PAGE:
The city of Paris has been building new bicycle lanes since 2001. An especially big push came during the transit strike of 2019 and the Covid-19 pandemic starting in 2020, both of which led to greatly increased bicycle use — except during the ‘confinement’ periods, of course, when people had to stay home most of the time.
Some of the new bike lanes were originally labelled as temporary (those marked in yellow instead of white), but the mayor now wants to make them permanent, even after the end of the pandemic.
My first photo (above) shows the street Rue de Rivoli in August 2021, with the two left lanes reserved for bicycles (and electric scooters and such), and the right lane reserved for buses and taxis. Private cars have been banned entirely from this street, and deliveries are limited to certain hours.
See also: Les bagnoles.
Conservative politicians succeeded for many years in delaying the creation of bicycle lanes on the Avenue des Champs-Elysées, claiming among other things that such lanes would spoil the symmetry of the avenue — the real reason being that they didn’t want to give up any of the ten lanes that had hitherto been devoted to motor traffic. When the bike lanes were finally installed, hardly anyone noticed, because they were perfectly symmetrical and simply consisted of concrete separators mounted on top of the existing cobblestone pavement.
Local cyclists immediately started complaining that the cobblestones made for an unnecessarily bumpy ride.
Having finally tried the new lanes myself, during a brief visit in the summer of 2021, I’m afraid I have to agree that the cobblestones make cycling on the Champs-Elysées a bone-shaking experience, especially on the downhill side of the street.
As I have mentioned elsewhere, plans are being developed to transform the Avenue des Champs-Elysées over the next decade by further reducing the number of lanes devoted to motor traffic and using the space for vegetation, pedestrians and cyclists, cafés and restaurants, small parks and playgrounds. Zoning changes are also being considered, to promote “a more authentic and more French retail offering, emphasizing French savoir-faire, gastronomy and the art of living rather than large international chains perceived as being sterile and interchangeable.”
See also: It used to be even worse!
Rue de Tilsitt is a short street that goes in a semi-circle around the northern half of the Arch of Triumph, just a short block away. Together with Rue de Presbourg, it makes a full circle around the Arch.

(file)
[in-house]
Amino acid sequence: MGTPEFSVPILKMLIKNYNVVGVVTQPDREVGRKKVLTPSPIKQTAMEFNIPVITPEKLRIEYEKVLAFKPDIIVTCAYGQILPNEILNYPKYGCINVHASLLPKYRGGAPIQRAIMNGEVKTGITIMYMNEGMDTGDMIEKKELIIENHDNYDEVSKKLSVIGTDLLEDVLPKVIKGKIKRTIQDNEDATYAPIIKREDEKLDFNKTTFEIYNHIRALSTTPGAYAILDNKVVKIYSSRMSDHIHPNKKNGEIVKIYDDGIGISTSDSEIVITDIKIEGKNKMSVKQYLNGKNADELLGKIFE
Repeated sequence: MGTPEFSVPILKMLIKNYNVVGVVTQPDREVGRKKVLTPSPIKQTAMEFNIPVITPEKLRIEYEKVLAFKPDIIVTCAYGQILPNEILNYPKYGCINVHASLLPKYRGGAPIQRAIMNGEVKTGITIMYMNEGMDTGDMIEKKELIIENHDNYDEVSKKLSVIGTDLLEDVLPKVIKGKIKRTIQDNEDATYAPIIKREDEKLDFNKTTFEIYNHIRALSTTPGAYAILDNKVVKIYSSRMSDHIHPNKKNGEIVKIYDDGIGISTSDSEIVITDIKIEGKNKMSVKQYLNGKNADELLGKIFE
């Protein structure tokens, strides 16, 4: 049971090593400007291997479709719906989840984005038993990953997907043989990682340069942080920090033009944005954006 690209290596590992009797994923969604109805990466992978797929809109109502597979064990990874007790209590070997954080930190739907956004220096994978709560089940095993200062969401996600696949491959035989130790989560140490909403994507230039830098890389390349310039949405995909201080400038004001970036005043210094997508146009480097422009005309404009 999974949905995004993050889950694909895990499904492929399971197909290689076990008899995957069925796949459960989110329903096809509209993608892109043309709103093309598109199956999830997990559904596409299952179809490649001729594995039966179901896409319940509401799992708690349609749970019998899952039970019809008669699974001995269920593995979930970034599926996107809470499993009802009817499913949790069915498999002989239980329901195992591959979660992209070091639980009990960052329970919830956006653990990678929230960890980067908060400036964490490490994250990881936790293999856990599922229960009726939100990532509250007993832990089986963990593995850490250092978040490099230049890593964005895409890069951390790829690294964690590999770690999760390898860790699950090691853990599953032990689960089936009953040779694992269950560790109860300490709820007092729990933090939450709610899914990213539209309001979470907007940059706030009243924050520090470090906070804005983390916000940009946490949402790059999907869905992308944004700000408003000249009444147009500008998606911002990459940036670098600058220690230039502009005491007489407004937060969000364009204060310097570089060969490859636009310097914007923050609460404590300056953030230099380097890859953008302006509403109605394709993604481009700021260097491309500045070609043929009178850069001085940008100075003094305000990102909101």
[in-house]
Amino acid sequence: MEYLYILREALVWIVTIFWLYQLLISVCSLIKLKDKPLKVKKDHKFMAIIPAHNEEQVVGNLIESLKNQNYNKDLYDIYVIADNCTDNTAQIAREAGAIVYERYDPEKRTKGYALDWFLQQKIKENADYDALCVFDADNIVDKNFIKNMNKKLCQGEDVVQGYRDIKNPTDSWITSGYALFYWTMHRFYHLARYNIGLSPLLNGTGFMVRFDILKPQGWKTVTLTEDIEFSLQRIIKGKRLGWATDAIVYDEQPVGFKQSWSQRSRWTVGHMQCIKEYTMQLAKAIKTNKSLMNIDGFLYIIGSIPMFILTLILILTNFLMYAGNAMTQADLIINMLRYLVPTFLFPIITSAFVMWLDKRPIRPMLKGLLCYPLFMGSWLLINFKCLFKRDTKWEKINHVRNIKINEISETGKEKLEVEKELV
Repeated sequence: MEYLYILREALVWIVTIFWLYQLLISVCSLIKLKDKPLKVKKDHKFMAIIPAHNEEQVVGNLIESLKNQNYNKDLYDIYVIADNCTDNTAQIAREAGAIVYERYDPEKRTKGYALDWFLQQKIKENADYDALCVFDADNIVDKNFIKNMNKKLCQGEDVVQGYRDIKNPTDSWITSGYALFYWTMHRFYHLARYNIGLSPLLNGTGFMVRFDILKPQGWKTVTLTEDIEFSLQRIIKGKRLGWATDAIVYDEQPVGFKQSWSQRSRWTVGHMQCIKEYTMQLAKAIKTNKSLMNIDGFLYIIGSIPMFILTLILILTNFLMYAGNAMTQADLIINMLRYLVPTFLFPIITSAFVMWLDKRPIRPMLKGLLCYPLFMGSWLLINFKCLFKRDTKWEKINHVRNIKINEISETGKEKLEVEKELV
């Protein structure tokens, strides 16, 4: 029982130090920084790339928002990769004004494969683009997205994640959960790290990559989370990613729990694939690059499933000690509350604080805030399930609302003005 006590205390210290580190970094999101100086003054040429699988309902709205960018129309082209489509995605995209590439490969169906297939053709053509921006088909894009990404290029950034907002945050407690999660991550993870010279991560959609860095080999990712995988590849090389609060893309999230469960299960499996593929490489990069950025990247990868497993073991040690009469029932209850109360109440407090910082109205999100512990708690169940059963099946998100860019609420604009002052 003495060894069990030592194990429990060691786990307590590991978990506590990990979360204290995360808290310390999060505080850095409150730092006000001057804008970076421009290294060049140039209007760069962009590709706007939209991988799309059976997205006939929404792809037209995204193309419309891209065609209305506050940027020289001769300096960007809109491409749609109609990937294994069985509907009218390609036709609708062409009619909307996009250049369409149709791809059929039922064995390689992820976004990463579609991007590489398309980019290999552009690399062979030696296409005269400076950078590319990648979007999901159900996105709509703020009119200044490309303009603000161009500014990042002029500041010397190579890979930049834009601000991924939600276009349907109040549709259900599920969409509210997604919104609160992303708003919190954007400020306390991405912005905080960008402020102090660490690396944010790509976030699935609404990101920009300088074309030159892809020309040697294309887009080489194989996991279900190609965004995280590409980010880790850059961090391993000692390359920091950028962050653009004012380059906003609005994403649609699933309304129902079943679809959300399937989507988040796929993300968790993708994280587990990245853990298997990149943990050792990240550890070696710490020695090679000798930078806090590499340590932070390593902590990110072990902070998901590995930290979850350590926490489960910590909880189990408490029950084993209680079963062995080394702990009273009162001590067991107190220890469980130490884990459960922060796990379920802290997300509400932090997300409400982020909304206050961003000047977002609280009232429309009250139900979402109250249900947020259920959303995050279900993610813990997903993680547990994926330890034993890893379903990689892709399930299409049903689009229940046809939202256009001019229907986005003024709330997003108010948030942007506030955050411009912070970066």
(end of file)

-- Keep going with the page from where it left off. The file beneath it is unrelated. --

For many decades, the entire street was devoted to motor vehicles, but at some point in recent years the space was reallocated in such way that the inner half of the circle is now used for bicycle lanes in both directions, separated from motor traffic by raised separators in addition to painted lines. This enables cyclists to ride past the Arch of Triumph without exposing themselves to the chaotic motor traffic that still swirls around the Arch itself.
See also: The triumph of cars over people.
Another way for cyclists to get past the Arch of Triumph is to use this former car tunnel, now reserved for bicycles. The tunnel doesn’t pass directly under the Arch, but curves around it slightly.
The other end of the tunnel is here on the Avenue de la Grande Armée, which is the continuation of the Avenue des Champs-Elysées on the other side of the Arch.
Another former car tunnel that is now used for bicycles is this one starting at Place de la Concorde. This tunnel was originally built in the 1960s as part of the notorious Voie Express Georges Pompidou, an expressway for motor vehicles that disfigured the right bank of the Seine for nearly half a century before it was finally closed down in 2016.
This tunnel is now part of a bicycle route that goes underneath the Place de la Concorde and then comes up onto a car-free bicycle street along the edge of the Tuileries Gardens. From there you can ride into a second, longer tunnel that is also completely car-free, and when you come out of that one you are at the beginning of the Parc Rives de Seine (Park of the Banks of the Seine), which in the summer is also one of the sites of Paris Plages (Paris Beaches).
My photos and text in this post are from 2021.
See also: Vélib’ 2021.